Ep. 83 - LiveWell Talk On...Dry Needling
Host: Dr. Dustin Arnold, chief medical officer, UnityPoint Health - St. Luke's Hospital
Guest: Nick Warneke, PT, DPT, CMTPT, sr. physical therapist, St. Luke's Therapy Plus
Dr. Dustin Arnold (00:09):
This is LiveWell Talk On...Dry Needling. I'm Dr. Dustin Arnold, chief medical officer at UnityPoint Health - St. Luke's Hospital. UnityPoint Health St. Luke's Hospital Therapy Plus is marking its 25th year of service. One of the ways they are honoring this anniversary is by looking at how far they've come with new techniques, technologies, and therapies. One of the newer treatments is called dry needling. Joining us to talk about what it is today is Nick Warneke, St. Luke's Therapy Plus senior physical therapist. Thanks for joining me this morning. Is there a such thing as a junior physical therapist?
Nick Warneke (00:39):
No, there's not actually. Okay. Did you stick around long enough and you just get old?
Dr. Dustin Arnold (00:43):
Okay. Just want to get that out there right away. You know, Nick, I remember when you went off to get the training about this and I have some knowledge of this situation, but what is dry needling?
Nick Warneke (00:56):
So dry needling, I guess we step back a little bit. You have to know what we're treating to talk a little bit about what dry needling actually is. So we're going to talk a little bit about trigger points. If anybody's ever had a cramp in their calf, they know exactly how uncomfortable and how painful that is. A trigger point is really a small scale cramp. So instead of the whole muscle contracting and being really painful, it's just a small bundle of muscle fibers, but it still generates a lot of pain. So the trigger points are those things that you find oftentimes in your neck and your shoulders, those knots, or those tight bands and dry needling. We use a technique where we just take a small filament needle and we insert it into the muscle to help facilitate that thing to just relax a little bit.
Dr. Dustin Arnold (01:37):
Yeah. I remember, I think there was a study in the late eighties, maybe early nineties, where they found that they injected the corticosteroid versus just making the puncture with a needle and they had the same outcomes and that kind of started this. And I like to describe it as, it's kind of a control, ALT, delete for when your computer locks up, the it's kind of for the muscle. I always loved the patient that has like piercings everywhere, tattoos, head to toe. And then the first thing they say to me is I'm scared of needles. You know, I love that patient, but people are afraid of needles. It's a real phobia. What can you do? How big are the needles?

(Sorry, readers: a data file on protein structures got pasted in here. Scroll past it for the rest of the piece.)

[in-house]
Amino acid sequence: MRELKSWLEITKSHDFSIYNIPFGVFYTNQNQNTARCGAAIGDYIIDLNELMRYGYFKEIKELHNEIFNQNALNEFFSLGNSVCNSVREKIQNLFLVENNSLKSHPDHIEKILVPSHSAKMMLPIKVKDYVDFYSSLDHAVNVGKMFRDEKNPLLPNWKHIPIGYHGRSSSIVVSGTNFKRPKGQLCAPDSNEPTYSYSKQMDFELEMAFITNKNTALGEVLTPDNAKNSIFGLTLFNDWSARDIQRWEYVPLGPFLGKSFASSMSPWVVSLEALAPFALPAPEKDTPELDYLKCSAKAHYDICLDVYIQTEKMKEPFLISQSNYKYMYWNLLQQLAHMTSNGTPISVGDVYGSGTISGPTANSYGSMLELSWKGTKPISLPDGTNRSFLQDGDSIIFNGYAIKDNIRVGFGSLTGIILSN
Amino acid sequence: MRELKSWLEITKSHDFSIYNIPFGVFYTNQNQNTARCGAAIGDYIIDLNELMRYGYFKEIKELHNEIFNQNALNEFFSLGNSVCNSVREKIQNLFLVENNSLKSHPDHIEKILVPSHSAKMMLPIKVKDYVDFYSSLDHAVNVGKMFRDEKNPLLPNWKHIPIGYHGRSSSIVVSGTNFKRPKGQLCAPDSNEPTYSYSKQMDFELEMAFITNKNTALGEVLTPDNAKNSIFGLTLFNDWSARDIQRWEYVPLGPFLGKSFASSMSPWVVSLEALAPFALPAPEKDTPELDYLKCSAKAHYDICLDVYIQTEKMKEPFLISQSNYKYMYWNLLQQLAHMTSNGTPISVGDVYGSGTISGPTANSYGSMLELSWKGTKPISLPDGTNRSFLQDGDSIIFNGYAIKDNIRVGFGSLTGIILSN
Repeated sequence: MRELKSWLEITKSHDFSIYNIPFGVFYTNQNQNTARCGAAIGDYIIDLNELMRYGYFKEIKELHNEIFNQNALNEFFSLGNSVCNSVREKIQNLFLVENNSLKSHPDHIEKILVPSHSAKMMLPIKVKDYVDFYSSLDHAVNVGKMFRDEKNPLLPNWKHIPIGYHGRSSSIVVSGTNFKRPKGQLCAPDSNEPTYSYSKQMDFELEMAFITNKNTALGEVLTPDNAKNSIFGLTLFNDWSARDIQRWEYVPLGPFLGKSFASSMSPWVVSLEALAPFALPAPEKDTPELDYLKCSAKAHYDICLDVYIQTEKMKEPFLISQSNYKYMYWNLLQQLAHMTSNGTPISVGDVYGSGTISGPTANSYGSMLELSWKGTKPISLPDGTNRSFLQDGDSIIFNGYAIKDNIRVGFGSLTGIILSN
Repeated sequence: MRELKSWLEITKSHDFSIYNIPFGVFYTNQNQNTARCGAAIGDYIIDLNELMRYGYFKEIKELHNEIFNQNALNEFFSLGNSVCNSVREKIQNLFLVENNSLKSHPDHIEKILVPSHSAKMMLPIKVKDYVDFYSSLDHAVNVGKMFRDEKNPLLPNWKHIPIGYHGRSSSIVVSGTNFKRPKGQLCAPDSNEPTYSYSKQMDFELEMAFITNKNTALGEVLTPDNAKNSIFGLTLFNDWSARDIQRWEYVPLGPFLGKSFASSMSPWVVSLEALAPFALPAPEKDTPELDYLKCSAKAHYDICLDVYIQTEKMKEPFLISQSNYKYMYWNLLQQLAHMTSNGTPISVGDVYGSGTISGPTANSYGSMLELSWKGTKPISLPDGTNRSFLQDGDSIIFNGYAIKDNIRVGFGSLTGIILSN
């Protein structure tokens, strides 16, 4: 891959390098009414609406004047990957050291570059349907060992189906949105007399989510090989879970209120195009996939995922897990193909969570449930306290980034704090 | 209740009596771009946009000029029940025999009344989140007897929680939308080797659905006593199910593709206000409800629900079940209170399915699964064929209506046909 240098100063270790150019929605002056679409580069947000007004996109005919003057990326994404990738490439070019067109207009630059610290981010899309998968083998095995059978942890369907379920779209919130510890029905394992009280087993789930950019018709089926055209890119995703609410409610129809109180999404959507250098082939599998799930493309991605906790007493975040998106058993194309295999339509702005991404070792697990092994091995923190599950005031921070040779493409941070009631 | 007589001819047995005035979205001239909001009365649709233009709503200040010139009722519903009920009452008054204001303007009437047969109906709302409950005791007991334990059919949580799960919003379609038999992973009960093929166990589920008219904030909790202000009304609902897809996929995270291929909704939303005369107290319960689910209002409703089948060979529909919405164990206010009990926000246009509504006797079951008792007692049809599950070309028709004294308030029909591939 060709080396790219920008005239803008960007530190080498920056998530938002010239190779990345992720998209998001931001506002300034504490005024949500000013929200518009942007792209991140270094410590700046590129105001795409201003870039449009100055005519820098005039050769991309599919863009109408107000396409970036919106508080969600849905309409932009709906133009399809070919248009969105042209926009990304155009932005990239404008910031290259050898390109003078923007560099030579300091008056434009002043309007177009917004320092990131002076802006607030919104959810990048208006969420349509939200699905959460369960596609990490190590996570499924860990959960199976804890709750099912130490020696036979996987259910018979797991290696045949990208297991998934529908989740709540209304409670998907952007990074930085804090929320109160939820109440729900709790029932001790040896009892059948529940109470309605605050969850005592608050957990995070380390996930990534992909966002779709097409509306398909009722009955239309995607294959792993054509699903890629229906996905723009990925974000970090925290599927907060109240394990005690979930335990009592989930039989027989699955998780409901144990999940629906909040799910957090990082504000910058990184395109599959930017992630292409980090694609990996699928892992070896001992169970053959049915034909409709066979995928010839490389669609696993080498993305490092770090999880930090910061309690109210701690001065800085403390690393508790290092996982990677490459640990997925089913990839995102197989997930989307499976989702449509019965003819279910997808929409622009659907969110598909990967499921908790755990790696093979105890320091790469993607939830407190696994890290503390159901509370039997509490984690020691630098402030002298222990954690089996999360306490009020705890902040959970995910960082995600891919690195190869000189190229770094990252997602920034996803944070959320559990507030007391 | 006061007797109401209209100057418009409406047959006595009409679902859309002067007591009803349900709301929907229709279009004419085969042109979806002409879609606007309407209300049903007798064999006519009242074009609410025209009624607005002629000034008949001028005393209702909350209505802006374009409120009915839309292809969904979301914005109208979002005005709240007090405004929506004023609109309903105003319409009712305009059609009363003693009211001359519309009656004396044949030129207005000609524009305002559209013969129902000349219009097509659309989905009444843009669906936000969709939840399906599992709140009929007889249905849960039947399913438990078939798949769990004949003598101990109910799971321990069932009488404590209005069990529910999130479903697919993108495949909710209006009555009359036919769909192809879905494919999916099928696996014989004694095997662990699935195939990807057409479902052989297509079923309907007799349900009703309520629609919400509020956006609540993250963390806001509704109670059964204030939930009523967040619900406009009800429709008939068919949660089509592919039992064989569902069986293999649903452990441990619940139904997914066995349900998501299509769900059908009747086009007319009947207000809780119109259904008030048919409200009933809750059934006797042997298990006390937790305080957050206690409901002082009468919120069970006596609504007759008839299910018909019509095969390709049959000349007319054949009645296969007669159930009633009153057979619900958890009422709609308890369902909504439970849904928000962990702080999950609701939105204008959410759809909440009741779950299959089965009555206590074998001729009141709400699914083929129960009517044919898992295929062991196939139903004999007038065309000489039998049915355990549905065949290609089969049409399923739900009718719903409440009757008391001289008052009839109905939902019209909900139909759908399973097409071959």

Dr. Dustin Arnold (02:21):
What are some of the complications? What should a patient be afraid of?
New Speaker (02:24):
Sure. Well, it's one thing that I'm not super excited about needles myself. I wasn't very excited to go get the training in the first place, but getting certified in dry needling, I was poked from my face to my feet and I promise you that if I can handle it, anybody can handle it. The needles are really thin. So they look like there I think 30 gauge. And you know, the, the practitioner in me doesn't know like needle gauge sizes. It's a third of a millimeter in diameter. It's really tiny. It looks like a little piece of hair, frankly. So it is kind of uncomfortable. I won't pull any punches. Dry needling is a little bit painful, but most people don't feel that needle prick, like they're going to go get their blood drawn.
Dr. Dustin Arnold (03:02):
30 gauge is pretty small. I mean, as someone as myself that takes insulin, 30 gauge is relatively small.
Nick Warneke (03:17):
Most of the time, people do not feel that needle insertion. Every time we do that needling process, what happens when we get the needle into the muscle is there's a spinal cord reflex that kicks in. And that, trigger point will contract. And that feels like a little cramp. That's the uncomfortable part about dry needling. It's really brief. It lasts for a second or two, and then it goes away. Um, but I think the folks that come in that imagine they're going to be just pricked and pricked and pricked and pricked in it. That's, that's not what happens.
Dr. Dustin Arnold (03:43):
We've had Dr. Lorenzini on about acupuncture as a previous podcast. What is the difference between dry needling and acupuncture?
Nick Warneke (03:53):
The primary difference and I'm no expert on acupuncture either, but I would say just to over-generalize a little bit, most acupuncturists have a, like an Eastern medicine or a different target. So we are trying to needle trigger points. We're trying to get trigger points to relax, and we're not needling along meridians or ashy points or things like that that I'm not super familiar with. So the theory is a little bit different. I think another big difference is kind of the process. Most people that I talked to that have experience with acupuncture, the needles lift in the skin for a really long time. It's not uncommon to have several needles in one area.